The UK Civil Aviation Authority (CAA) has allowed BAA to raise charges at London Heathrow (LHR) and Gatwick (LGW) by more than 20 per cent next year and in the process has left carriers, already burdened with rising fuel and operating costs, fuming at the decision.
For the five-year period ending 31 March 2013, CAA is increasing the price cap at Heathrow by £2.44 ($4.92), or 23.5% in real terms, to £12.80 per passenger for the year starting next month. Rates over the four subsequent years could rise by 7.5% per year above inflation.
At Gatwick, the price cap is set at £6.79 per passenger in 2008-09, a 21% increase in real terms from the current cap. Rates will be allowed to increase 2% above inflation annually over the next four years.
"The CAA recognizes that the resulting increases in airport charges are significant. However, these higher airport charges are essentially paying for the modernization of Heathrow and Gatwick in terms of both facilities and service, for the direct benefit of the passenger," the regulator said.
It added that its package of price caps and incentives "will enable and encourage BAA to deliver genuine service quality improvements and to invest to raise the level of facilities and service that can be delivered to passengers and airlines. The outcome for passengers should be decently modern airports and consistently high service standards."
The CAA's reasoning, however, left airlines furious. British Airways said the increases demonstrate conclusively that the airport regulation system has failed to the detriment of customers. "We suffer from very poor regulation and the whole process needs a root and branch review," GM-airport policy and infrastructure Paul Ellis said. "The objective of the regulator should be to ensure that BAA provides the infrastructure and services that customers require but in a cost-effective and efficient way that does not overcompensate the airport operator financially."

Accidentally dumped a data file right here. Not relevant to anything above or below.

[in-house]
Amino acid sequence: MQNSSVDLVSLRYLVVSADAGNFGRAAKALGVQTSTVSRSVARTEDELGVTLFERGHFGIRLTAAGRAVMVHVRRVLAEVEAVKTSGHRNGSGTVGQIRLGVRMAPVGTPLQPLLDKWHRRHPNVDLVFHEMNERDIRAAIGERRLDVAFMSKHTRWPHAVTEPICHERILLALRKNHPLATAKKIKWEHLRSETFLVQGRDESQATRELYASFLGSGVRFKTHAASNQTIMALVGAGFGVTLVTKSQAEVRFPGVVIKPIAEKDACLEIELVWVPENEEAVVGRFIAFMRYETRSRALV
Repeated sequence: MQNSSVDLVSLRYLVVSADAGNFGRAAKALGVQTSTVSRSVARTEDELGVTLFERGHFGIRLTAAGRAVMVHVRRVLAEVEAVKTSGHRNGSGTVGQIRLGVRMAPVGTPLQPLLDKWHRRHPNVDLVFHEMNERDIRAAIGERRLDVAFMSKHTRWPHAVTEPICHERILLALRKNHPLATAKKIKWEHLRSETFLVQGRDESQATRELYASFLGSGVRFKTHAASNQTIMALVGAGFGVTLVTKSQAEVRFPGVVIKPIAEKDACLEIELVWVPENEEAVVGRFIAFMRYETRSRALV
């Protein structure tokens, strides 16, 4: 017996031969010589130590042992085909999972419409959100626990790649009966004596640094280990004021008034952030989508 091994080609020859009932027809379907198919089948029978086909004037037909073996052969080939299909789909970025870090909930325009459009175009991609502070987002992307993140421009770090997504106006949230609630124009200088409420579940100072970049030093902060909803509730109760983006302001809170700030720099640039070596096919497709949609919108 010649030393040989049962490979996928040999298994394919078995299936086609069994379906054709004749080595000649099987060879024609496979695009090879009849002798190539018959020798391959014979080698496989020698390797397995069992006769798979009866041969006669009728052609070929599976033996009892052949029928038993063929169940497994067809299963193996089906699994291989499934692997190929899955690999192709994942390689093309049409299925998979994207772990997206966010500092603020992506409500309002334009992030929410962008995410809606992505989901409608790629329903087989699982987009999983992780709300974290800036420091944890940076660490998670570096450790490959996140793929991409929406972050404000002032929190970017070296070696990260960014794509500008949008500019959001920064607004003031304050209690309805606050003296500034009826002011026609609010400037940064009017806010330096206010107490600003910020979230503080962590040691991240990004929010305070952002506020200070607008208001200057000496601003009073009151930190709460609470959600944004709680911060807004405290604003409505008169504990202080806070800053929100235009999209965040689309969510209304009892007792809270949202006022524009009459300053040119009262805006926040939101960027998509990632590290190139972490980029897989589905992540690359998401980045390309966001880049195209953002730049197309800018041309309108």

Bmi, easyJet, Ryanair and Virgin Atlantic Airways issued a joint statement that called for a fundamental regulation overhaul. "The dramatic price rises at Heathrow and Gatwick clearly demonstrate that the system is broken and needs to be changed," the four said. "That these price increases are significantly less than those demanded by BAA is a cause for alarm, not celebration, as BAA has demonstrated that it is expecting the travelling public to pick up the bill for Grupo Ferrovial's highly leveraged speculative acquisition."